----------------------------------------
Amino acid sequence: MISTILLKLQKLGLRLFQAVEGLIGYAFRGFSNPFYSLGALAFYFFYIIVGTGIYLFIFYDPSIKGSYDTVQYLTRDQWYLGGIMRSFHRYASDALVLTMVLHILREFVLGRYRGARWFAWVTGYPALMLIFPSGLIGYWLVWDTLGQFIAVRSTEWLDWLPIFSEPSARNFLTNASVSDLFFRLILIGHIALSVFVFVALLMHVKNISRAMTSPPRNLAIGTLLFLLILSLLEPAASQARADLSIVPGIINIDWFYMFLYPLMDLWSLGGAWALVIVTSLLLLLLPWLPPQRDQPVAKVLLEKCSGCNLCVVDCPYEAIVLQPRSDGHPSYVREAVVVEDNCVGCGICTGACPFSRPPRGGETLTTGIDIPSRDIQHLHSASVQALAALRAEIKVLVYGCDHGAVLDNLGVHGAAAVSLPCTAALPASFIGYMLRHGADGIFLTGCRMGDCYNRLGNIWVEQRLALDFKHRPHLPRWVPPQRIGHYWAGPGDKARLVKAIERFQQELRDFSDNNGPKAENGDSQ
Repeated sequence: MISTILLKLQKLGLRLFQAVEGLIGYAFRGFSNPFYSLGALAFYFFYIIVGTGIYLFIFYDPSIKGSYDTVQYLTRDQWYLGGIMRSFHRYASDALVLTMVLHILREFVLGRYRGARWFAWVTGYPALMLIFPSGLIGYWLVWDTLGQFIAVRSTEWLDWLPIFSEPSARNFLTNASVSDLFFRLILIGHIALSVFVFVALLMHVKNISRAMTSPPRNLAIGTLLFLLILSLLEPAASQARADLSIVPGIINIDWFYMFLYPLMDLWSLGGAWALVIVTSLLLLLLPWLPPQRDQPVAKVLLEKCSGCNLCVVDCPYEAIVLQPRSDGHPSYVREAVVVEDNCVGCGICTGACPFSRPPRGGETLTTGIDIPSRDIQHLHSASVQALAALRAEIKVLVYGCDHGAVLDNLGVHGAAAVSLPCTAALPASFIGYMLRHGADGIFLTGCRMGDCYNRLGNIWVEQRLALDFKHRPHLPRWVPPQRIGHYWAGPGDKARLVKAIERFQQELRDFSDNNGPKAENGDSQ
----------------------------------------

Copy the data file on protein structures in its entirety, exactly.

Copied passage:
Amino acid sequence: MISTILLKLQKLGLRLFQAVEGLIGYAFRGFSNPFYSLGALAFYFFYIIVGTGIYLFIFYDPSIKGSYDTVQYLTRDQWYLGGIMRSFHRYASDALVLTMVLHILREFVLGRYRGARWFAWVTGYPALMLIFPSGLIGYWLVWDTLGQFIAVRSTEWLDWLPIFSEPSARNFLTNASVSDLFFRLILIGHIALSVFVFVALLMHVKNISRAMTSPPRNLAIGTLLFLLILSLLEPAASQARADLSIVPGIINIDWFYMFLYPLMDLWSLGGAWALVIVTSLLLLLLPWLPPQRDQPVAKVLLEKCSGCNLCVVDCPYEAIVLQPRSDGHPSYVREAVVVEDNCVGCGICTGACPFSRPPRGGETLTTGIDIPSRDIQHLHSASVQALAALRAEIKVLVYGCDHGAVLDNLGVHGAAAVSLPCTAALPASFIGYMLRHGADGIFLTGCRMGDCYNRLGNIWVEQRLALDFKHRPHLPRWVPPQRIGHYWAGPGDKARLVKAIERFQQELRDFSDNNGPKAENGDSQ
Repeated sequence: MISTILLKLQKLGLRLFQAVEGLIGYAFRGFSNPFYSLGALAFYFFYIIVGTGIYLFIFYDPSIKGSYDTVQYLTRDQWYLGGIMRSFHRYASDALVLTMVLHILREFVLGRYRGARWFAWVTGYPALMLIFPSGLIGYWLVWDTLGQFIAVRSTEWLDWLPIFSEPSARNFLTNASVSDLFFRLILIGHIALSVFVFVALLMHVKNISRAMTSPPRNLAIGTLLFLLILSLLEPAASQARADLSIVPGIINIDWFYMFLYPLMDLWSLGGAWALVIVTSLLLLLLPWLPPQRDQPVAKVLLEKCSGCNLCVVDCPYEAIVLQPRSDGHPSYVREAVVVEDNCVGCGICTGACPFSRPPRGGETLTTGIDIPSRDIQHLHSASVQALAALRAEIKVLVYGCDHGAVLDNLGVHGAAAVSLPCTAALPASFIGYMLRHGADGIFLTGCRMGDCYNRLGNIWVEQRLALDFKHRPHLPRWVPPQRIGHYWAGPGDKARLVKAIERFQQELRDFSDNNGPKAENGDSQ